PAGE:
TRAVisions Senior Researcher Award

    Any submissions based upon an EU funding research project can also be entered into the VISIONS Senior Researcher Award. Submissions must include an impact statement. Any previously published or presented submissions will not be considered for presentation.

  3. TRIMIS website sees major usability revamp

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    Source: Eltis

    Overhaul puts visitors first, improving data accessibility

    The Transport Research and Innovation Monitoring and Information System portal (TRIMIS) has been updated to improve user experience with a clearer structure, up-to-date visuals, and refreshed content. The portal acts as an open-access knowledge management system and consists of large databases of EU and nationally funded transport research projects and programmes alongside an inventory of transport technologies and innovations.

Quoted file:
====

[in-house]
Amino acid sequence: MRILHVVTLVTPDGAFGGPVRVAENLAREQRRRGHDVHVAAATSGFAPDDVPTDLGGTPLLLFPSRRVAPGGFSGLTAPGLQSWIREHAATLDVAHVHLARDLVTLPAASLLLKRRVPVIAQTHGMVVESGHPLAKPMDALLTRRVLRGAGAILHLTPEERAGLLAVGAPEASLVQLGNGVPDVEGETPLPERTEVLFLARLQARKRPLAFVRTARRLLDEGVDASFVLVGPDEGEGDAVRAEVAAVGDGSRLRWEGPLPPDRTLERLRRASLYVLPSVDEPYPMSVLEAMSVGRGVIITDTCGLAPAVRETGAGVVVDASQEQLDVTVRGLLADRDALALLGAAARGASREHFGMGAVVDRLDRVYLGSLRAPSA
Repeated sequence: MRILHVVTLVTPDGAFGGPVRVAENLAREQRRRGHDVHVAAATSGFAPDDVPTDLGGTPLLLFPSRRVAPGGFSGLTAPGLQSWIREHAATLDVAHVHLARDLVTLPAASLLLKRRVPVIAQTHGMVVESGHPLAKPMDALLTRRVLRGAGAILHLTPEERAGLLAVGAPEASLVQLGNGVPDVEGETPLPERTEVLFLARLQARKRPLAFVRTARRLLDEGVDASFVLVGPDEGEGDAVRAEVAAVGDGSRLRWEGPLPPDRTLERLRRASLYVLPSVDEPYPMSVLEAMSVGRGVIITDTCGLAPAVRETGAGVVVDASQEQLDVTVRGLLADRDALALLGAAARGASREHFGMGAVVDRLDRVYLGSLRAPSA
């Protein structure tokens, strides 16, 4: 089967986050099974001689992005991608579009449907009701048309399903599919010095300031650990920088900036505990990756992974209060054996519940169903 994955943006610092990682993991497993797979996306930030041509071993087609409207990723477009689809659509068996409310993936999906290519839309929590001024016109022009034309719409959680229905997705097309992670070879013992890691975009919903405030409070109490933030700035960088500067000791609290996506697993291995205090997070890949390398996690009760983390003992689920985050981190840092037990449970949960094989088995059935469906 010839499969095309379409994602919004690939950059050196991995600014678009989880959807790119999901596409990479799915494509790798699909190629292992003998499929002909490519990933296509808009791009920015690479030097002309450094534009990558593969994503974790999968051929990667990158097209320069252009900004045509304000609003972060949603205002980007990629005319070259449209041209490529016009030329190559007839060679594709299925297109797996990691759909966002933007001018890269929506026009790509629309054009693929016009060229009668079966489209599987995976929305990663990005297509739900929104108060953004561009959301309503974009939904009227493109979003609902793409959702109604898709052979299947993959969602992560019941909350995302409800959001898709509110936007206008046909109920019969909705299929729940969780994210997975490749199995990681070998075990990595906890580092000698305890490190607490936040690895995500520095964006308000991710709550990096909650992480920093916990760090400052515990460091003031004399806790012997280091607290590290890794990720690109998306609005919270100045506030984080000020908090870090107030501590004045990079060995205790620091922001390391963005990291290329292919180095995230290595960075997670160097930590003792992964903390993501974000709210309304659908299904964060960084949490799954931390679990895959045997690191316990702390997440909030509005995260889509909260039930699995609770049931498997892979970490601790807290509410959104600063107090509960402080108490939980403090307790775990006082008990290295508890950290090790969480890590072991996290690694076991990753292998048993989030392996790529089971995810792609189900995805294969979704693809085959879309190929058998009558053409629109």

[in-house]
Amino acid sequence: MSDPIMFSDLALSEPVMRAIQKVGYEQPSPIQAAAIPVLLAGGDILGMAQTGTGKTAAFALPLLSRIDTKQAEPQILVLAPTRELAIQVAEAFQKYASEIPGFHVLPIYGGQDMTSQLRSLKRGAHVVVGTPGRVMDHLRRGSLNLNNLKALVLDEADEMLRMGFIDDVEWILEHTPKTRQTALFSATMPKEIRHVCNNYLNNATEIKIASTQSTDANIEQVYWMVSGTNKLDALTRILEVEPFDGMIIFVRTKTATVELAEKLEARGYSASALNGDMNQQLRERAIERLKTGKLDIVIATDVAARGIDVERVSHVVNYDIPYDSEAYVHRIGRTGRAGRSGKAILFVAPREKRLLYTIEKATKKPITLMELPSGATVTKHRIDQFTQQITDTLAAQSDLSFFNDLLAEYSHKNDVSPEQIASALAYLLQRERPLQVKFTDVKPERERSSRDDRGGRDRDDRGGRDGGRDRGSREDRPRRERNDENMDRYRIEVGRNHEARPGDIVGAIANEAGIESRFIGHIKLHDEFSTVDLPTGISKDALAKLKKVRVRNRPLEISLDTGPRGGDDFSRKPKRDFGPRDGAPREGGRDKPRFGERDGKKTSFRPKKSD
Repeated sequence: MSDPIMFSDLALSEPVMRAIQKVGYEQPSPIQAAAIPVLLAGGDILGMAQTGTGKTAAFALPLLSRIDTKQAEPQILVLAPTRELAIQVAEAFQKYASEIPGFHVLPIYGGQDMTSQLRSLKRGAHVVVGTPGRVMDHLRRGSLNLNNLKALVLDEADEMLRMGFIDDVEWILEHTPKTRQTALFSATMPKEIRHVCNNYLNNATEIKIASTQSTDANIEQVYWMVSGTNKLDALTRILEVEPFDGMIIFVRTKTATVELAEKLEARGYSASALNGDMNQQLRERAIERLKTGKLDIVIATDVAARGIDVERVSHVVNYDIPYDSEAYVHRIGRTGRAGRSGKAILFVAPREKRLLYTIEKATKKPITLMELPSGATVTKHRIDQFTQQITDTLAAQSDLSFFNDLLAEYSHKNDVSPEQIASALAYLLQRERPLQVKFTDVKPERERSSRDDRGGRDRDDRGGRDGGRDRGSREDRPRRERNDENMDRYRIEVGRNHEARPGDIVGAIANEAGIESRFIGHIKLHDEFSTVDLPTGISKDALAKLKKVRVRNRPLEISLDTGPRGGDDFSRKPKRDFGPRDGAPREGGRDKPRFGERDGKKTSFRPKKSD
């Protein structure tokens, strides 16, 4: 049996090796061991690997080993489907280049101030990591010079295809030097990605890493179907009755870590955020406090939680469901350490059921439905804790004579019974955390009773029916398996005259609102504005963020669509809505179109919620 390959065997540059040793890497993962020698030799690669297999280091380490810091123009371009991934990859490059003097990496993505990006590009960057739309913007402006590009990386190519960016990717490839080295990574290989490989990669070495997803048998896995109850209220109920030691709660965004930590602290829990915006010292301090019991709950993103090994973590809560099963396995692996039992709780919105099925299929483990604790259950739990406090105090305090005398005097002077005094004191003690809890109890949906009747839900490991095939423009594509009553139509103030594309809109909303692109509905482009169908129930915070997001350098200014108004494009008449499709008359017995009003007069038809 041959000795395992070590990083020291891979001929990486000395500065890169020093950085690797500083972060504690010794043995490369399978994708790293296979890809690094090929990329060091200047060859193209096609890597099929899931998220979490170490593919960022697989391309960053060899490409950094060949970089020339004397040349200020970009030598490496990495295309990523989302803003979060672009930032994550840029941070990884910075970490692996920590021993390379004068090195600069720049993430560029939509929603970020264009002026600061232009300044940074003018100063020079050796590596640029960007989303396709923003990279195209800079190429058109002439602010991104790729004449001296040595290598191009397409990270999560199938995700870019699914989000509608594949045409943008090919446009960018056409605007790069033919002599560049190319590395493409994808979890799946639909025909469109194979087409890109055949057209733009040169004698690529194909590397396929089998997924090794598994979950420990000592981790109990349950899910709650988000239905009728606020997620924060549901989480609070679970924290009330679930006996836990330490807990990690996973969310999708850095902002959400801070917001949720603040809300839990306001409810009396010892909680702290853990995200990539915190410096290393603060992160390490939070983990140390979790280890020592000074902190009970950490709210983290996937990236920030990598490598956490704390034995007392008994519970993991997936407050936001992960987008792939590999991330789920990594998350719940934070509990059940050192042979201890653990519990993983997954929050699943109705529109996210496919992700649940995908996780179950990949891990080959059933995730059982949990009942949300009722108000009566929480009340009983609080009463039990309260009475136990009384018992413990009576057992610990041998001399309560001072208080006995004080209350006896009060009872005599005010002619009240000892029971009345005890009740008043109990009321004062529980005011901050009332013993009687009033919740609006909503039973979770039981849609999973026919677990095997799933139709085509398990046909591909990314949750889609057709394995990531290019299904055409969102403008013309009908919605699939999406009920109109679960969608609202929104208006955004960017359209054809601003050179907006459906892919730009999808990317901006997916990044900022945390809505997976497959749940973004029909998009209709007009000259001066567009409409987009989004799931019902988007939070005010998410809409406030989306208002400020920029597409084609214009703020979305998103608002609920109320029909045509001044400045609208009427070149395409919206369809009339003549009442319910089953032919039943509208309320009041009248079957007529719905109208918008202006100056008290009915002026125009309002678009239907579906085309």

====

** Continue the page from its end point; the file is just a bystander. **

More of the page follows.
The TRIMS website is an important resource currently containing information on approximately 9,000 transport R&I projects and programmes, acting as a central hub for transport research teams and policy makers within Europe. The site aims to assess European technology trends and distributes this information to a wide range of stakeholders; the refreshed portal is therefore incredibly exciting for the future of those in the transport industry.

    To explore and enjoy the new TRIMIS website, click here.

  4. Who has Transport Solution for Cargo Bikes?

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    One of the LEVA-EU members is looking for a solution to transport assembled cargobikes and cargotrailers.

    Do you have information about a reliable and safe transportsolution/box for assembled e-cargo bikes/trailers on the road or by train?

    If you have more information, please contact Daan van Dieren:  daan@leva-eu.com, tel. +32 485 29 87 91